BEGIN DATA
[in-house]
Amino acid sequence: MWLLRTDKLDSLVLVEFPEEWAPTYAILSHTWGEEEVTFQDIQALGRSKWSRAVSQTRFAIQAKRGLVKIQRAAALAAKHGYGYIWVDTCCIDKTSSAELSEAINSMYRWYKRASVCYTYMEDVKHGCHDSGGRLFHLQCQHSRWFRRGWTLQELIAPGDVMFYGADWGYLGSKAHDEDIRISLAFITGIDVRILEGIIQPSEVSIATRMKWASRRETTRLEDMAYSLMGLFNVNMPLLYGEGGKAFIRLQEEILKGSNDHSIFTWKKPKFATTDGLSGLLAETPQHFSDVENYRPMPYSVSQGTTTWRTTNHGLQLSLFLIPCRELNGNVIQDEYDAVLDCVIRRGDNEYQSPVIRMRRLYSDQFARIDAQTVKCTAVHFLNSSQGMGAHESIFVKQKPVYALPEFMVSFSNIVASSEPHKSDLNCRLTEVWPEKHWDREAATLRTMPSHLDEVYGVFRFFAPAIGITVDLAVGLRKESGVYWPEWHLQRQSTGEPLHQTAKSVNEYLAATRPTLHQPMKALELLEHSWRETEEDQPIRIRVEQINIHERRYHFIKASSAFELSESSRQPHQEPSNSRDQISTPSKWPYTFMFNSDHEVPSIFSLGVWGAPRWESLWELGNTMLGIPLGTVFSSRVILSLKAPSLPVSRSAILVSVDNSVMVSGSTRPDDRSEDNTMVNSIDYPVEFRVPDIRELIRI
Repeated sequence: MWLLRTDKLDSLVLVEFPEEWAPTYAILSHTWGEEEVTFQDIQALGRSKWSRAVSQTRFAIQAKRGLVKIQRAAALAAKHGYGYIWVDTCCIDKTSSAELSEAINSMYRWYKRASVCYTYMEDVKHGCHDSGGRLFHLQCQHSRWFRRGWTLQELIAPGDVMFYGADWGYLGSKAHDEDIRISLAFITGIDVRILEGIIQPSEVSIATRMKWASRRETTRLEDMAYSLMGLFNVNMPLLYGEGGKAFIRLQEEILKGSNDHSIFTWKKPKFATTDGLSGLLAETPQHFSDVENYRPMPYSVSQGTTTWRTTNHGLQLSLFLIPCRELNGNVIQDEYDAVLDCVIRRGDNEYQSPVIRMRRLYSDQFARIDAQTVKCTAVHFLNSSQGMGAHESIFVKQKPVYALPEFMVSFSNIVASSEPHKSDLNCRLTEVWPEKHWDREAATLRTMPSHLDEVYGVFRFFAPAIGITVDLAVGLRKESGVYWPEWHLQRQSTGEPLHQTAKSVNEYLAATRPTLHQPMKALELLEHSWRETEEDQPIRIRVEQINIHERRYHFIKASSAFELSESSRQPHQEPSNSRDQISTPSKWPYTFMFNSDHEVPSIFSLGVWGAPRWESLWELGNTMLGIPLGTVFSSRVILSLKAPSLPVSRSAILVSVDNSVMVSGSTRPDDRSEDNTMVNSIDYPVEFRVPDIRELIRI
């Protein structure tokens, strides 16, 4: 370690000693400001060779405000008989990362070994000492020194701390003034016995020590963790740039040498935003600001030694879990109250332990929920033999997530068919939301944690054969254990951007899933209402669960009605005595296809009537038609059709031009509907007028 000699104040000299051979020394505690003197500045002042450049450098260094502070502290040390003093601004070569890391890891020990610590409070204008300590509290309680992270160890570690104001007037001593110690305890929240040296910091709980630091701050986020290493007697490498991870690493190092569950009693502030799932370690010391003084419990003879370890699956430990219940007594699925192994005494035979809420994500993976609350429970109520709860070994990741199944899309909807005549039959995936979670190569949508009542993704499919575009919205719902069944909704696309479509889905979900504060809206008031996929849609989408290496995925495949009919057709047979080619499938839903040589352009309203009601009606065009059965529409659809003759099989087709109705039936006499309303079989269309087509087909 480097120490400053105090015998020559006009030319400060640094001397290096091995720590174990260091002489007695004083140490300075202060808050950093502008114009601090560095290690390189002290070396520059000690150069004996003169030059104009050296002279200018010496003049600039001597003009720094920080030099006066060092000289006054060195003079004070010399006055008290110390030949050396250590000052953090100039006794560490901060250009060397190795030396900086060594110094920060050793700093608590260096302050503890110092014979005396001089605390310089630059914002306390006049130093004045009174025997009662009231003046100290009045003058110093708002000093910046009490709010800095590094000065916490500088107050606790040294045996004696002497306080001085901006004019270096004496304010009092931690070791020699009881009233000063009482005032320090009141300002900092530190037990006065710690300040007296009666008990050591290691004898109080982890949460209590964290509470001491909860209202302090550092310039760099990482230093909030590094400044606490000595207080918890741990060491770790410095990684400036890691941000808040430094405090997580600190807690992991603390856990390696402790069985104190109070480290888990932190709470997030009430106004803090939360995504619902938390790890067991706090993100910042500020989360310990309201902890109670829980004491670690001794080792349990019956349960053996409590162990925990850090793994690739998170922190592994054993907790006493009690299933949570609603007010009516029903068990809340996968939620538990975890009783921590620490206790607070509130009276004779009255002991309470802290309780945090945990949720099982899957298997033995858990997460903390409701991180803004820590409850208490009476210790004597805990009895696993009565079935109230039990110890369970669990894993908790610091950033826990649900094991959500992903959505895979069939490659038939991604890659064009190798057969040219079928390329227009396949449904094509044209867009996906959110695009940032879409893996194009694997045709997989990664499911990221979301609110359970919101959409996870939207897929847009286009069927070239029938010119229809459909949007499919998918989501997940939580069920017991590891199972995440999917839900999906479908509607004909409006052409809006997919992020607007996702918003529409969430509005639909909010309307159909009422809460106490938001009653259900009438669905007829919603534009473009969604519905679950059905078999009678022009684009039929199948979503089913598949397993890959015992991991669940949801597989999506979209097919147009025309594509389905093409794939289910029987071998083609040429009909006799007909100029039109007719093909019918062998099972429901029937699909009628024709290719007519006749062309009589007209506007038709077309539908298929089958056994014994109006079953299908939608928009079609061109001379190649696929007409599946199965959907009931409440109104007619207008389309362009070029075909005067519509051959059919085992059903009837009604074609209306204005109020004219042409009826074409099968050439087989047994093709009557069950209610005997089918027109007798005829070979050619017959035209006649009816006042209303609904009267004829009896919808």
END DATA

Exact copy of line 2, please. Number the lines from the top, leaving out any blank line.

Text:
Amino acid sequence: MWLLRTDKLDSLVLVEFPEEWAPTYAILSHTWGEEEVTFQDIQALGRSKWSRAVSQTRFAIQAKRGLVKIQRAAALAAKHGYGYIWVDTCCIDKTSSAELSEAINSMYRWYKRASVCYTYMEDVKHGCHDSGGRLFHLQCQHSRWFRRGWTLQELIAPGDVMFYGADWGYLGSKAHDEDIRISLAFITGIDVRILEGIIQPSEVSIATRMKWASRRETTRLEDMAYSLMGLFNVNMPLLYGEGGKAFIRLQEEILKGSNDHSIFTWKKPKFATTDGLSGLLAETPQHFSDVENYRPMPYSVSQGTTTWRTTNHGLQLSLFLIPCRELNGNVIQDEYDAVLDCVIRRGDNEYQSPVIRMRRLYSDQFARIDAQTVKCTAVHFLNSSQGMGAHESIFVKQKPVYALPEFMVSFSNIVASSEPHKSDLNCRLTEVWPEKHWDREAATLRTMPSHLDEVYGVFRFFAPAIGITVDLAVGLRKESGVYWPEWHLQRQSTGEPLHQTAKSVNEYLAATRPTLHQPMKALELLEHSWRETEEDQPIRIRVEQINIHERRYHFIKASSAFELSESSRQPHQEPSNSRDQISTPSKWPYTFMFNSDHEVPSIFSLGVWGAPRWESLWELGNTMLGIPLGTVFSSRVILSLKAPSLPVSRSAILVSVDNSVMVSGSTRPDDRSEDNTMVNSIDYPVEFRVPDIRELIRI